NEW YORK SUPREME COURT, APPELLATE DIVISION, FIRST DEPARTMENT
December 2, 2008
IN RE FRANCIS GREENBURGER, PETITIONER-RESPONDENT,
THE TAX COMMISSION OF THE CITY OF NEW YORK, ET AL., RESPONDENTS-APPELLANTS.
Order, Supreme Court, New York County (Martin Schoenfeld, J.), entered June 1, 2007, which denied respondents' motion to dismiss the consolidated proceedings for lack of standing, unanimously reversed, on the law, without costs, and the motion granted. The Clerk is directed to enter judgment accordingly.
Published by New York State Law Reporting Bureau pursuant to Judiciary Law § 431.
This opinion is uncorrected and subject to revision before publication in the Official Reports.
Mazzarelli, J.P., Saxe, Catterson, Renwick, Freedman, JJ.
While there is no question that petitioner's pecuniary interest was affected by the tax assessment against the subject property, petitioner, a fractional lessee, failed to establish that it has standing to maintain these tax certiorari proceedings by demonstrating either that the lease "expressly confers the right to assert the lessor's undivided property interest in a challenge of the assessment" or that it "is required to pay directly the taxes levied against the lessor's undivided parcel" (Matter of Waldbaum, Inc. v Finance Adm'r of City of N.Y., 74 NY2d 128, 132 ).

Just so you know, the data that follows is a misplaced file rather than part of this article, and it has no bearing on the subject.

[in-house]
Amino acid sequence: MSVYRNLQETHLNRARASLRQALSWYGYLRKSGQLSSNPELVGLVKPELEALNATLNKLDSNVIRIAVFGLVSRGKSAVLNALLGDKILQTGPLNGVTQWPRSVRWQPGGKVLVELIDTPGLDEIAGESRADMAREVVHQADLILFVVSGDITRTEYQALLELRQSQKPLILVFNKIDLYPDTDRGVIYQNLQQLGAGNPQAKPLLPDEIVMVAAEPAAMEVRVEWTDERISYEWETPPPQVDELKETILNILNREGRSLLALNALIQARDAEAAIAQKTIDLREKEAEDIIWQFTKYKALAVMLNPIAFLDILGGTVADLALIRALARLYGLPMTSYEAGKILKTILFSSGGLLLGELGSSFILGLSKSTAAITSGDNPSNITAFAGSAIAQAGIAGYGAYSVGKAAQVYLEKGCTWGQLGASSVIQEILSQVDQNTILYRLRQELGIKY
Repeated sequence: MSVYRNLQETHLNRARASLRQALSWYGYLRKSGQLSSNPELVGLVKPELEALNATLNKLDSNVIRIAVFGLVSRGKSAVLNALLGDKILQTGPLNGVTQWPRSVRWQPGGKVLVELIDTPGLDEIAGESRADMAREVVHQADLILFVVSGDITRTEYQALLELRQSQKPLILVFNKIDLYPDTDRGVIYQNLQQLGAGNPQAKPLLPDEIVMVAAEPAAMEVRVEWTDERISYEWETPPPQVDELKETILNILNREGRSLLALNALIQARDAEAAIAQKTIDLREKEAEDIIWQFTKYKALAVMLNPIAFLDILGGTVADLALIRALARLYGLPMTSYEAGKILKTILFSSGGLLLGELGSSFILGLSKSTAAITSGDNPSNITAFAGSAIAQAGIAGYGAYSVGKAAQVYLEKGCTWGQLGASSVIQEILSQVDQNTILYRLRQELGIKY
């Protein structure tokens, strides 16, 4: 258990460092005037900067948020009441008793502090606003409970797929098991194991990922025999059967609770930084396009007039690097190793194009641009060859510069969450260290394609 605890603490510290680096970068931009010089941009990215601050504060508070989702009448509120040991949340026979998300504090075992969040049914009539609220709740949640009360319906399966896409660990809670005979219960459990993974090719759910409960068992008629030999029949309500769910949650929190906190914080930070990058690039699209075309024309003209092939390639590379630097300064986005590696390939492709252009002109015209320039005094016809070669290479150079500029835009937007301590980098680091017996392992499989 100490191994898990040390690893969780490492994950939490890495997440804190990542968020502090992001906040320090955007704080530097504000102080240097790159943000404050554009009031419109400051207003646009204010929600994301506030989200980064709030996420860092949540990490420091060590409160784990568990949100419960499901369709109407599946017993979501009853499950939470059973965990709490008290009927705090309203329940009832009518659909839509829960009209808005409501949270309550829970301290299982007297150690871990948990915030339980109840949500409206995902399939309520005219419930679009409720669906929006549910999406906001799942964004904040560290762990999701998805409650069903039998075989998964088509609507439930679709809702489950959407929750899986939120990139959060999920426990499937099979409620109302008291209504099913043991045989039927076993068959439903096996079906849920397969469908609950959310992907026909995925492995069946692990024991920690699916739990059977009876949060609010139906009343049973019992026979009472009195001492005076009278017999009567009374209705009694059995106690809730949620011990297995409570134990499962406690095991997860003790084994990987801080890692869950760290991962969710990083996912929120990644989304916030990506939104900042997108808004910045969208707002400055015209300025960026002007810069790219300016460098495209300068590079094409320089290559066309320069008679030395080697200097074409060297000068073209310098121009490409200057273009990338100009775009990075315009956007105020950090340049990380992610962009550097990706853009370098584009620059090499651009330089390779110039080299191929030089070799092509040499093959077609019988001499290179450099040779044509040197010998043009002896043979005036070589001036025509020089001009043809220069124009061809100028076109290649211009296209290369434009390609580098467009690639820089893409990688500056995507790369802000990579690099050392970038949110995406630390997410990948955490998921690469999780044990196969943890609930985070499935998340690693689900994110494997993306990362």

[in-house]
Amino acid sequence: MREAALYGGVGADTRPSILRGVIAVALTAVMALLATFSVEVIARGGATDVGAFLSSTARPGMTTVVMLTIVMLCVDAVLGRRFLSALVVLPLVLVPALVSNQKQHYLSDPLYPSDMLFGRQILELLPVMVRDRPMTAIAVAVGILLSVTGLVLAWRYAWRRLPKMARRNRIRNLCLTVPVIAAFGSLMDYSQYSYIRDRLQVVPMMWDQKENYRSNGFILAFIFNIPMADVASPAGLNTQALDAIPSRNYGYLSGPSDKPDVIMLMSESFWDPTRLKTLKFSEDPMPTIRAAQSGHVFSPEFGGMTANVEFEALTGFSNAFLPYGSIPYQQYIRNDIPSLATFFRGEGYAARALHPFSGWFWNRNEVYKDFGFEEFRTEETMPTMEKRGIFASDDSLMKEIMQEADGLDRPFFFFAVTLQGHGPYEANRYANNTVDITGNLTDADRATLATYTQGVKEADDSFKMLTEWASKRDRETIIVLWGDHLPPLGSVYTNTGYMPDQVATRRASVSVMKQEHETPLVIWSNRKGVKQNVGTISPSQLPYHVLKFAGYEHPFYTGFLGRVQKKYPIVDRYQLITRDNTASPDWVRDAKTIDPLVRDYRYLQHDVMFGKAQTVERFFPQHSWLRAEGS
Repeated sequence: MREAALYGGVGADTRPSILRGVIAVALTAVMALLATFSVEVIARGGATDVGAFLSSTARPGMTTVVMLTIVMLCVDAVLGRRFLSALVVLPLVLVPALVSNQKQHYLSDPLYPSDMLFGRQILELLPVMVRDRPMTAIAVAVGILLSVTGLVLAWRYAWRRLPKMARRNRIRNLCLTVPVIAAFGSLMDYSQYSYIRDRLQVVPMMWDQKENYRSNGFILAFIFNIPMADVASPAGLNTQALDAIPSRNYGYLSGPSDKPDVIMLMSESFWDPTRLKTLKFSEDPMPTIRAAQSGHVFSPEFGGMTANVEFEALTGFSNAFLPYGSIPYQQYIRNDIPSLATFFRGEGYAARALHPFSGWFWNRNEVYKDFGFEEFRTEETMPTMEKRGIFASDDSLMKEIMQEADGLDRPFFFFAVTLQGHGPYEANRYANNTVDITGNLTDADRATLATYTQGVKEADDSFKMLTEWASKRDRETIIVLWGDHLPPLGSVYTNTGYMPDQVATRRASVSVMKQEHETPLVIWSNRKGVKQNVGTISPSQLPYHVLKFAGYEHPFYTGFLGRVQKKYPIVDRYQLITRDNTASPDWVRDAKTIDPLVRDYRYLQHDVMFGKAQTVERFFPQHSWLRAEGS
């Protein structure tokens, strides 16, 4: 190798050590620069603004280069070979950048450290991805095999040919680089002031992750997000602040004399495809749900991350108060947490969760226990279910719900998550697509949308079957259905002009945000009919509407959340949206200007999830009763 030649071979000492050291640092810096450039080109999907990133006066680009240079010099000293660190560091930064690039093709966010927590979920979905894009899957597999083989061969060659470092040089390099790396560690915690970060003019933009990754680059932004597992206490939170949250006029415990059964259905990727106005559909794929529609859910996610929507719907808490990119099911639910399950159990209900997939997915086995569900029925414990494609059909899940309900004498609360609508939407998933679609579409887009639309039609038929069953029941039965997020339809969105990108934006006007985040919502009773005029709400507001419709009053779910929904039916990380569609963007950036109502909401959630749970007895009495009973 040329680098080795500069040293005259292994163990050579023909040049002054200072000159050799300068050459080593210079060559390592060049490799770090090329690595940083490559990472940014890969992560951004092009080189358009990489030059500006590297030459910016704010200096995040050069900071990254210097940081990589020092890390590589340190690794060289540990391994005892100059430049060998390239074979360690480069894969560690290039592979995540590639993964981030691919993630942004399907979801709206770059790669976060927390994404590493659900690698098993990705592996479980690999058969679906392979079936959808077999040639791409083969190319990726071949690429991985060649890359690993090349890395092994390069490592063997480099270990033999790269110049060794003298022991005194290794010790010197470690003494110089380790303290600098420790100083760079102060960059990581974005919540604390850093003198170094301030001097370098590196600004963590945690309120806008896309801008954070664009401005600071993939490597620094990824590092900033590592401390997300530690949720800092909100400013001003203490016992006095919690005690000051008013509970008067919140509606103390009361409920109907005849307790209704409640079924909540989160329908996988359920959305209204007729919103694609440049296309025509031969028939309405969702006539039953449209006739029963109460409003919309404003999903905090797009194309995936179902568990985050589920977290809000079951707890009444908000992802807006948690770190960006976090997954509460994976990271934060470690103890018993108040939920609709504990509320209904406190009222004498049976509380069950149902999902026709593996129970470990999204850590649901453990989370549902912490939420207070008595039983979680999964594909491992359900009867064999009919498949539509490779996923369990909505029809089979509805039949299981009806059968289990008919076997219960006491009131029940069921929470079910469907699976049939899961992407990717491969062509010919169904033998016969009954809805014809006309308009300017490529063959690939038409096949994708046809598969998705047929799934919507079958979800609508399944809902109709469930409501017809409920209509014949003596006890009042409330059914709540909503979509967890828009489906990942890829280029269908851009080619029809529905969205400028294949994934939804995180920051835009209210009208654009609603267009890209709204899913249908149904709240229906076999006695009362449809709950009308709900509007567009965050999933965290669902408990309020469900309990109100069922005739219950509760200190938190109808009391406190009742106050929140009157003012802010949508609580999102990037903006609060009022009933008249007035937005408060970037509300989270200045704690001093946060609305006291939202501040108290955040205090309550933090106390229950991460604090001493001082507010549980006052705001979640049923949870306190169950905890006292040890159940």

Article 6.01(d) of the parties' lease provides that petitioner "shall have the right to direct Landlord to contest or review any and all Taxes . . . by legal proceedings or in such manner as Landlord in its opinion shall deem advisable," at petitioner's expense. This provision does not grant petitioner the right to commence a certiorari action in its own name (compare Matter of Ames Dept. Store, No. 418 v Assessor of Town of Greece, 261 AD2d 835 , and Matter of K-Mart Corp. v Board of Assessors of County of Tompkins, 176 AD2d 1034 ). Nor do letters from the landlord consenting to the litigation, written years after commencement of the proceedings, retroactively confer standing (see e.g. Matter of Midway Shopping Center v Town of Greenburgh, 11 Misc 3d 1071[A], 2006 NY Slip Op 50501(U), *10 ).
While petitioner pays the overwhelming proportion of the taxes and the landlord is a tax-exempt entity, petitioner is not required to pay the taxes directly to the taxing authority; he pays the taxes to the landlord (see Waldbaum, 74 NY2d at 132).
THIS CONSTITUTES THE DECISION AND ORDER OF THE SUPREME COURT, APPELLATE DIVISION, FIRST DEPARTMENT.
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